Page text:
Family therapy focuses on the development, implementation and maintenance of positive and interpersonal interactions in relationships. This new process helps to reduce distress, improves communication, increases trust, pleasure and positive exchanges in daily life with our partners, family members and, potentially, all relationships. A family is a system; a system of parts, or people within it, including the couple relationship. It’s important to shift one’s view of problems in relationships as opportunities for developing ourselves. Family and systemic therapy helps develop warm, yet strong communication skills and coping tools for life’s challenges and disappointments. It also helps to increase empathy and the ability to honor one’s own and others’ boundaries. This sets the stage to create a warm and loving, productive and constructive home environment and relationships in the family unit.
As a specialist working with sexual health and the health of couple and family relationships, my aim is to collaborate with clients in developing themselves and personal integrity; reducing their identified distress in the system of the relationship. This helps increase pleasure, playfulness, passion, productivity, empathy, curiosity, confidence, competence, enjoyment and, therefore, positive functionality vs. dysfunctionality. These goals include learning and developing effective communication skills, regulating emotions, and intentionally doing things differently for the sake of the relationship.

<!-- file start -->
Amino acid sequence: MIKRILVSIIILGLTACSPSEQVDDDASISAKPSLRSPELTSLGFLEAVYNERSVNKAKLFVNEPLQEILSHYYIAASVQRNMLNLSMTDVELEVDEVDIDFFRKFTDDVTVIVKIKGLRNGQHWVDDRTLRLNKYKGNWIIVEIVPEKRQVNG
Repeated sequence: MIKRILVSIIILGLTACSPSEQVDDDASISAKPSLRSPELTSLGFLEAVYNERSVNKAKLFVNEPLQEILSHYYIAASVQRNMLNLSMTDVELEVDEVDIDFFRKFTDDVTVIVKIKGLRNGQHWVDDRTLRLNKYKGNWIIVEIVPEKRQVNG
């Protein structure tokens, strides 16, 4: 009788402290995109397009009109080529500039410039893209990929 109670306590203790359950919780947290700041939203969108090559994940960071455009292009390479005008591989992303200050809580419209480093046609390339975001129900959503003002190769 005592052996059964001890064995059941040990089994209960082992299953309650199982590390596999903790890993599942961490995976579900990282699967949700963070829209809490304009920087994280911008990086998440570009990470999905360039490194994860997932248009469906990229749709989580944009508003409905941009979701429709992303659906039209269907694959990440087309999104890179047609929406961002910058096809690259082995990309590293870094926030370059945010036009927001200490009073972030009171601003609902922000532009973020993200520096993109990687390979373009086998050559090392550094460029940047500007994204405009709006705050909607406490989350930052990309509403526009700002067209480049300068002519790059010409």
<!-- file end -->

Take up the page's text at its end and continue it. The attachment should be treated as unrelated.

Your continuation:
As a systemic therapist, I collaborate with clients and assist the system of their relationships, that is, couples and families (including sexuality), to help them achieve the goals they identify, including adjusting expectations more realistically. In answer to the question, “Why do couples go to family therapy?” Couples are a family. Couples may also belong to a family system that extends far beyond just the two of them, thus allowing for the collaboration and inclusion of their larger family system in counseling sessions. In terms of families and sexual health, whether families are blended families or not, a strong and healthy relationship between a father and daughter plays a fundamental role in helping young women become happy and successful in their lives. The closer fathers and daughters are in terms of openness, support and reliability, the more likely it is that daughters will experience satisfying relationships, careers, income and education. Allowing daughters to talk openly with their fathers, as well as their mothers, about anything including the topic of sexuality and sexual health, is important to positive development.